Are â€˜strong familiesâ€™ vital for strong societies?
Comparing families ď‚¨
Implicit in globalisation is the idea that local cultures exposed to global influences are forced into reinvention
Some global similarities in family practices are emerging, often in response to parallel economic circumstances and the increasingly autonomy of women
Conversely, family practices in many less developed areas are distinctly local and have not changed significantly
Types of family
Monogamy: One spouse
Polygamy: More than one spouse Polygyny:
More than one
More than one husband
Spreading the seed ď‚¨
A 1998 Ethnographic Atlas Codebook study found that 84% of 1,231 global societies had some form of polygamy (see Giddens, 2013, p.384)
Polygamy is much more common in less developed areas of the world, in particular in Asia, Africa and the Pacific
Is polygamy an â€˜uncivilisedâ€™ form of the family?
Spreading Western ideals
It had been argued (see Goode, 1963 in Giddens, 2013, p.389) that the nuclear family is best suited to industrial life
As larger kinship groups broke apart due to economic developments, smaller family groups would become the norm
Small families are better suited to urban life and economic developments allow women work domestically and children to be educated
Yet, as Therborn (2004 in Giddens, 2013, p.389) found, family types are not becoming more globally similar
Because local forms still exist, the pressure of Western influences has produced a diversity of forms
The spread of modernity and Western values, particularly individualism, has extended the reach of romantic love and monogamous families
This influence has prompted shifts in family practices, rather than an adoption of the ideal of the nuclear family
The strongest global trend is the increasing autonomy of women
Autonomous women ď‚¨
Women are decreasing their dependence on men all around the world by moving into the workforce and into education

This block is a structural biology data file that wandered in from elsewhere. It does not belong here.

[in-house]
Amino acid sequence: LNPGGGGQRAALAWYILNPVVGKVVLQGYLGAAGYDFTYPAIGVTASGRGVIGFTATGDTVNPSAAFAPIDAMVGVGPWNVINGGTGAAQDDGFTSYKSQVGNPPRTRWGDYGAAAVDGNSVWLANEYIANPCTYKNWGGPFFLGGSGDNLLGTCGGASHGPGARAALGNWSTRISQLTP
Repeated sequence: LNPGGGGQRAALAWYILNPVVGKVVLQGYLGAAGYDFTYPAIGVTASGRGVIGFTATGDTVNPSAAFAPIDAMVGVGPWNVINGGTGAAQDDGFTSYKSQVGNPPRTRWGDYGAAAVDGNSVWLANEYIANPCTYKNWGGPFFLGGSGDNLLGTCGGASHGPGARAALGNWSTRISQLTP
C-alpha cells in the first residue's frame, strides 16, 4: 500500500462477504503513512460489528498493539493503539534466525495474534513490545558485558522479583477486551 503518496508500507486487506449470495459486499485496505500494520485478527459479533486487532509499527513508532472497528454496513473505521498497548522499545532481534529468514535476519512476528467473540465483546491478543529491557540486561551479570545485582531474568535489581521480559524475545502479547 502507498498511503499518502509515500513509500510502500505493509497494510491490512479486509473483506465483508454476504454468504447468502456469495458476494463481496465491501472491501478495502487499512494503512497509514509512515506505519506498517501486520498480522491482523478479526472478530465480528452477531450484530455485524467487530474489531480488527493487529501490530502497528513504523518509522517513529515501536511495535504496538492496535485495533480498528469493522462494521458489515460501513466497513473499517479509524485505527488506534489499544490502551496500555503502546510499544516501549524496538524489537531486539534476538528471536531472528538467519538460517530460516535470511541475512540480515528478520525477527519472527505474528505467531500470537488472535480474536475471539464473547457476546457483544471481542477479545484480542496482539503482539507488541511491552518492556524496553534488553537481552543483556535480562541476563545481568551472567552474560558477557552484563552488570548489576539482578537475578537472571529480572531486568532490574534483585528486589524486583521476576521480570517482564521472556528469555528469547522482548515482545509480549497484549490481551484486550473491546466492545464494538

Patriarchal structures are eroding as women, with increased skills and income, have more capacity to leave relationships or not enter into them at all
One of the strongest signs of this shift has been lowering fertility rates in most parts of the world
Falling Fertility Rates
Source: IMF, 2006
Why would fertility rates drop as societies become wealthier?
Migration and family diasporas ď‚¨
Families (particularly extended families) may be separated by the need to migrate for work
Whilst migration used to be primarily a male pursuit, economic, geographical and cultural changes have meant that women make up almost half of all global migrants (Morrison, Schiff and Sjoblom, 2008)
This creates global diasporas (a scattered population of common geographical origin) of cultures, and geographically separated families
The Indian Diaspora
Communication technologies have led to a ‘compression of time and space’ that allows for the maintenance of intimate bonds between family members and changes family practices
This has led to a separation of intimacy from proximity and the idea of ‘transnational mothering’
As Wilding (2006) notes, the development of new types of technology adds a layer of interaction, increasing the frequency of communication between families
Digital technologies can provide effective solutions for maintaining relationships through regular interactions, but this intimacy tends to remain at a surface level and is tested in times of crisis
Is there any link between globalisation and changes in family practices?
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Next Week Week VIII: THE FLAT EARTH HYPOTHESIS: DEVELOPMENT, INEQUALITY AND POVERTY Readings: Cohen and Kennedy, Chapters Six and Seven Group Reading: Chapter One, Friedman, T. (2005) The World is Flat: A Brief History of the 21st Century. New York: Farrar, Straus and Giroux. Starter question: What would it mean for the world to be ‘flat’?